“For more than a year,” Power said, “we have pursued countless policy tools short of military force to try to dissuade Assad from using chemical weapons.”

The ambassador explained how she and others engaged the Syrians directly and asked the Russians, the U.N. and the Iranians to send similar messages, but when Scud missiles and other weapons didn’t stop the Syrian rebels, Assad used chemical weapons on a small scale several times, as the United States reported in June.

Her group then redoubled its efforts, backing the U.N. diplomatic process and trying to get the parties back to the negotiating table, she said. They provided more humanitarian assistance and on chemical weapons they went public with evidence of the regime's use.

“We worked with the U.N. to create a group of inspectors and then worked for more than 6 months to get them access to the country on the logic that perhaps the presence of an investigative team in the country might deter future attacks. … We expanded and accelerated our assistance to the Syrian opposition. We supported the U.N. Commission of Inquiry,” the ambassador said.

She noted that Russia, often backed by China, blocked every relevant action in the U.N. Security Council, even mild condemnations of the use of chemical weapons that ascribed blame to no particular party. “And on Aug. 21, [Assad] staged the largest chemical weapons attack in a quarter-century while U.N. inspectors were sitting on the other side of town,” Power said.

It was only after the United States pursued such nonmilitary options without deterring chemical weapons use in Syria that Obama concluded that a limited military strike is the only way to prevent Assad from using chemical weapons as if they are a conventional weapon of war, the ambassador added.

“From the start of the Syrian conflict, the president has consistently demonstrated that he will not put American boots on the ground to fight another war in the Middle East,” Power said. “The draft resolution before Congress makes this clear.”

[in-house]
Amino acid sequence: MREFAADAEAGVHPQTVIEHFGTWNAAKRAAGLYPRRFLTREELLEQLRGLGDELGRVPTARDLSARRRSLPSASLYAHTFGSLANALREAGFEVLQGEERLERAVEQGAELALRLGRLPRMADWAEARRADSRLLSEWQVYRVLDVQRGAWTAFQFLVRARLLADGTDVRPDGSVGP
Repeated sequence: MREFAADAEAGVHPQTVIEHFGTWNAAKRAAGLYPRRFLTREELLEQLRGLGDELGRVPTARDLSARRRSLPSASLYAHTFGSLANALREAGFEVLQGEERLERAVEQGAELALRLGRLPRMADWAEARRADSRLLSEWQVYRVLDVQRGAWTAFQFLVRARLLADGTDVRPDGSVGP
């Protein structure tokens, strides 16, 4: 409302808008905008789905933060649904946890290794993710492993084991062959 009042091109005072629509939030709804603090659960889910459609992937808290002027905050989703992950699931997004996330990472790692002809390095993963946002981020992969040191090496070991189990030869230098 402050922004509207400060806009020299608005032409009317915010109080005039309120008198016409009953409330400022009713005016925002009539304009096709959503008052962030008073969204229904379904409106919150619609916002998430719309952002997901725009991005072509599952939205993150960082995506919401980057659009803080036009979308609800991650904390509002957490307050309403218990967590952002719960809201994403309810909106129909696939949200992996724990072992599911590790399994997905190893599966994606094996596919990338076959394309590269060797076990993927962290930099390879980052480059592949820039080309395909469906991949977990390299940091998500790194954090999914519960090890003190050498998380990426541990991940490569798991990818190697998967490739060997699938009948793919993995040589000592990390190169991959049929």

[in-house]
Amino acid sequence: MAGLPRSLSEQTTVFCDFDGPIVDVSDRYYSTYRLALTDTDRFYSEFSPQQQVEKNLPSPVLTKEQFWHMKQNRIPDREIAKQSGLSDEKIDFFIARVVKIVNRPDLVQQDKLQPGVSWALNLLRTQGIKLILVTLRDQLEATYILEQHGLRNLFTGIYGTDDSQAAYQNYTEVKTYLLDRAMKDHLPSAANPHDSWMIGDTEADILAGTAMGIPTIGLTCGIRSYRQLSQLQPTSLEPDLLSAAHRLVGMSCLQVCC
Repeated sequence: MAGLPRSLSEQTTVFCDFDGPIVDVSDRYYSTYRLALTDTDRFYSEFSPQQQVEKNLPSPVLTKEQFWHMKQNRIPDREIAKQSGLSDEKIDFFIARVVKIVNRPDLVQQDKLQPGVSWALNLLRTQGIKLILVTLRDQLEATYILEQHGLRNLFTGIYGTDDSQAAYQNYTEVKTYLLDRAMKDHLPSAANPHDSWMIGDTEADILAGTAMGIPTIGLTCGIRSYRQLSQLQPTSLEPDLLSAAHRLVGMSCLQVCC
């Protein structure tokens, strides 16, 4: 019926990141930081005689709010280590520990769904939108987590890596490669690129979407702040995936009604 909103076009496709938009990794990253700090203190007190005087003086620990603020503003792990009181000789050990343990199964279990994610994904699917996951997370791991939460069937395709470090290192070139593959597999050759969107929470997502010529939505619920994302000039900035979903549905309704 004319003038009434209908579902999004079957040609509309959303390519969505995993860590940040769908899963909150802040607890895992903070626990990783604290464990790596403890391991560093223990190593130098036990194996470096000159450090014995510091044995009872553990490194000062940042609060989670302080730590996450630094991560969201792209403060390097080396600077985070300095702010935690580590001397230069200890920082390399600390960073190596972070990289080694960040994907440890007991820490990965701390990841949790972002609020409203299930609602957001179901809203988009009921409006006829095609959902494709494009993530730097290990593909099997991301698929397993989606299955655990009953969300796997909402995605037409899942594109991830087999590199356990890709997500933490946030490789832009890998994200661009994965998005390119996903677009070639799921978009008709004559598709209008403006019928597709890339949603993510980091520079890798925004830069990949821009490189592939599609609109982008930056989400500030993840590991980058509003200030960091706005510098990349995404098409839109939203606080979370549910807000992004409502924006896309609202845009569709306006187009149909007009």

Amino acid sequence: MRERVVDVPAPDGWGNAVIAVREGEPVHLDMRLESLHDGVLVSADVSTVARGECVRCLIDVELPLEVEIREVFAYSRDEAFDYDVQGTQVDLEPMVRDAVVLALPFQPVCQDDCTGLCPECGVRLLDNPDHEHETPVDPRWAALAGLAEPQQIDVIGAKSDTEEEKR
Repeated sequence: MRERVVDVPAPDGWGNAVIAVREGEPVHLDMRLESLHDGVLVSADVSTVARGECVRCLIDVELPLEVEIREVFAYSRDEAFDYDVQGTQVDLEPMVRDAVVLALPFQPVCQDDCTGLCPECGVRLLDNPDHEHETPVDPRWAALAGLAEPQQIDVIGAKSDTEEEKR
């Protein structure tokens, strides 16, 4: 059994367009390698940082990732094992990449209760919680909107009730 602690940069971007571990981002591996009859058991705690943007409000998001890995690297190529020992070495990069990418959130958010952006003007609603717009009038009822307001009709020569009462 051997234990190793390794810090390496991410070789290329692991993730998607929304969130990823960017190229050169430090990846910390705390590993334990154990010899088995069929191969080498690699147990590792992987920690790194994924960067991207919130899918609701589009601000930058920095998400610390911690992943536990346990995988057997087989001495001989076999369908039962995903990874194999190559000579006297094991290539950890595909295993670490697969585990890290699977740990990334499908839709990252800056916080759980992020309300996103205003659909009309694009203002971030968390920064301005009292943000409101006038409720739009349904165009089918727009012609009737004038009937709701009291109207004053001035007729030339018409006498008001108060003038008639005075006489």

The president is seeking public support to use limited military means to degrade Assad's capacity to use these weapons again and deter others in the world who might seek to use them, the ambassador said. “And the United States has the discipline as a country to maintain these limits,” she added.

Limited military action will not solve the entire Syria problem, Power noted, but the action should reinforce the larger strategy for addressing the crisis in Syria.

“This operation, combined with ongoing efforts to upgrade the military capabilities of the moderate opposition, should reduce the regime's faith that they can kill their way to victory,” the ambassador said.

“We should agree that there are lines in this world that cannot be crossed and limits on murderous behavior -- especially with weapons of mass destruction -- that must be enforced,” Power said. “If we cannot summon the courage to act when the evidence is clear and when the action being contemplated is limited, then our ability to lead in the world is compromised.”

 

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Biographies:
Ambassador Samantha Power